`Y'Fa'Lil-i _______________________________ __ Y
However at Vhigh, anode current densities, such as l2 50
Similar procedure of electrolysis may be employed
amperes per square inch and above, the composition of
regardless of the metal iiuoride or fluorides used as elec
the fluorocarbon product obtained does not dilïer greatly
trolyte. However, the optimumY conditions for particular
for temperatures in the range of 700° to 900° C. This
electrolytes used may vary to a certain degree. The tem
is> especially true’for the Vhigher molecular weight fluoro`
carbons. At ahigh anode current density, a lluorocarbon 55 perature of the bath must be at least at the melting point
product containing'about 12 mole percent octatluoro
propane and over `2 mole percent of octaiiuorobutenemay
be obtained at temperatures as high as 900° C.
VWhile the. amounts of carbon tetrafluoride, hexafluoro
of the bath so that the electrolyte is in a molten state.
The maximum emperature that may be used is either
limited by the cell structure, the stability and volatility
of the particular electrolyte employed, or the fluorocar
-bon desired. Since at a lower temperature the construc
ethane, and the higher molecular Weight fluorocarbons 60 tion of the cell is simpliñed and also a greater amount of
will vary somewhat with the particular metal lluoride or
the higher molecular Weight fluorocarbons is obtained,
iluorides employed, vsimilar results as those shown in
a temperature in the range of 700° to l000° C. is pre
FIGURE i?.V are obtained with the other metal fluoride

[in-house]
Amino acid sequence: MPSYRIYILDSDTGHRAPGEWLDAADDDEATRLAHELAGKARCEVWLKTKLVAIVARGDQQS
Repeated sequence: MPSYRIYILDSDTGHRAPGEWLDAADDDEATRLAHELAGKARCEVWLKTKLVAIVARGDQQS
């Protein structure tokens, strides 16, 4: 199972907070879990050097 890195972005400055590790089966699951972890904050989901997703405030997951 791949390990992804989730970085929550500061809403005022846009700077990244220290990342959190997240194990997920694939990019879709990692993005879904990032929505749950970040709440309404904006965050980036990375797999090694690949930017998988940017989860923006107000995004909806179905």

ferred for all the electrolytes, except for a LiF~NaF-AlF3
or fluorides. Alkali metal `iiuorides, alkaline earth metal
65 bath where the preferred temperature is in the range of
ñuorides, .and earth metal ñuorides which do not wet the
650° C. to 800° C. When Áit is desirable to obtain the
anode-'and are non-volatile and stable at the electrolysis
maximum amount of octofluoropropane, a temperature
temperature and mixtures thereof may be used as the elec
in the range of`650° C. to 850° C. is used.
trolyte in the production of these fluorocarbons. illus
While anode current densities from 4below l and up to
trative examples of'these metal ñuorides are magnesium 70 100 amperes per square inch may be used with certain
fluoride, aluminum fluoride, Vsodium fluoride, barium fluo
porous anodes, anode current densities in the range of
ride, strontium fluoride, calcium fluoride, lithium ñuoride,
l to 40 amperes per square inch are generally employed,
cesium fluoride, and a yttriu-rniluoride. An example of
preferably in the range of 2 to 15 amperes per square
a non-volatile,'stable metal ñuoride which wets .the anode
inch especially if it is desired to obtain higher molecular
is potassium 'ñu'oride Thus, potassium fluoride cannot 75 weight ñuorocarbon than carbon tetratluoride.
The
3,033,767
5
were obtained which had a molecular weight of around
410. The porous anode had a weight loss of 13.7 grams
and 3.4 grams of aluminum were produced. The above
run was repeated with an electrolyte comprising 62 weight
cathode current density is generally in the range of 1 to
30 amperes per square inch. To obtain these current
densities, a voltage up to 20 volts may be employed, but
a voltage in the range of 4 to 10 volts is preferred.
Porous carbon anodes generally used in the elec
percent aluminum fluoride and 38 weight percent sodium
trolysis of the metal fluorides and in the preparation of
fluoride. Approximately the same results as above were
the iluorocarbons are those having a permeability of at
least l and not greater than 40, preferably in the range
of 4 to 20. While anodes having a permeability greater
obtained.
than l may be used in special cases, no beneñcial ad
vantage is obtained. The maximum anode current densi
In a manner similar to above, íluorocarbons are ob
10
ty which may be used without encountering anode elîect
is proportional to the permeability, increasing with an
increase in permeability. With the permeabilities gener
ally used, normally all practical anode current densities
may be used without encountering the objectionable
phenomenon. In special cases, however, where relatively
low current densities are to lbe employed, an anode hav
ing a permeability as low as 0.2 may be used, if desired.
tained by the electrolysis of LiF, NaF, MgF2, NaF-Li‘?l,